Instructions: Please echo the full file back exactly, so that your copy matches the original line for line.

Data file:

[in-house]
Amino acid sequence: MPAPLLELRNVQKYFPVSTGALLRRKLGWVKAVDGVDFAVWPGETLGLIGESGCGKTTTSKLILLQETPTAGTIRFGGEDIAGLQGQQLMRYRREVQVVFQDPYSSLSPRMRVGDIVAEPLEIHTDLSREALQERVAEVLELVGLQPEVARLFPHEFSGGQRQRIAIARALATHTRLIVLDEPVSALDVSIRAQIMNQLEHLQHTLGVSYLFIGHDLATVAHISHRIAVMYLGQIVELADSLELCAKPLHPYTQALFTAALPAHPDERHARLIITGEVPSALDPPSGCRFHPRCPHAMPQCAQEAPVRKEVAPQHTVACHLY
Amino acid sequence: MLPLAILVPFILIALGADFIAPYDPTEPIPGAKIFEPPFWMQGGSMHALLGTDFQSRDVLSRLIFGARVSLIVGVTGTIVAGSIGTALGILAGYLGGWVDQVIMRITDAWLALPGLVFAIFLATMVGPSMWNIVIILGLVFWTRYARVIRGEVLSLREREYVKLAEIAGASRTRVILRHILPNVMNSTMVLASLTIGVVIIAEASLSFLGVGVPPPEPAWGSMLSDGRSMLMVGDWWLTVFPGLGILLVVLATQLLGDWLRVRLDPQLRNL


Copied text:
[in-house]
Amino acid sequence: MPAPLLELRNVQKYFPVSTGALLRRKLGWVKAVDGVDFAVWPGETLGLIGESGCGKTTTSKLILLQETPTAGTIRFGGEDIAGLQGQQLMRYRREVQVVFQDPYSSLSPRMRVGDIVAEPLEIHTDLSREALQERVAEVLELVGLQPEVARLFPHEFSGGQRQRIAIARALATHTRLIVLDEPVSALDVSIRAQIMNQLEHLQHTLGVSYLFIGHDLATVAHISHRIAVMYLGQIVELADSLELCAKPLHPYTQALFTAALPAHPDERHARLIITGEVPSALDPPSGCRFHPRCPHAMPQCAQEAPVRKEVAPQHTVACHLY
Amino acid sequence: MLPLAILVPFILIALGADFIAPYDPTEPIPGAKIFEPPFWMQGGSMHALLGTDFQSRDVLSRLIFGARVSLIVGVTGTIVAGSIGTALGILAGYLGGWVDQVIMRITDAWLALPGLVFAIFLATMVGPSMWNIVIILGLVFWTRYARVIRGEVLSLREREYVKLAEIAGASRTRVILRHILPNVMNSTMVLASLTIGVVIIAEASLSFLGVGVPPPEPAWGSMLSDGRSMLMVGDWWLTVFPGLGILLVVLATQLLGDWLRVRLDPQLRNL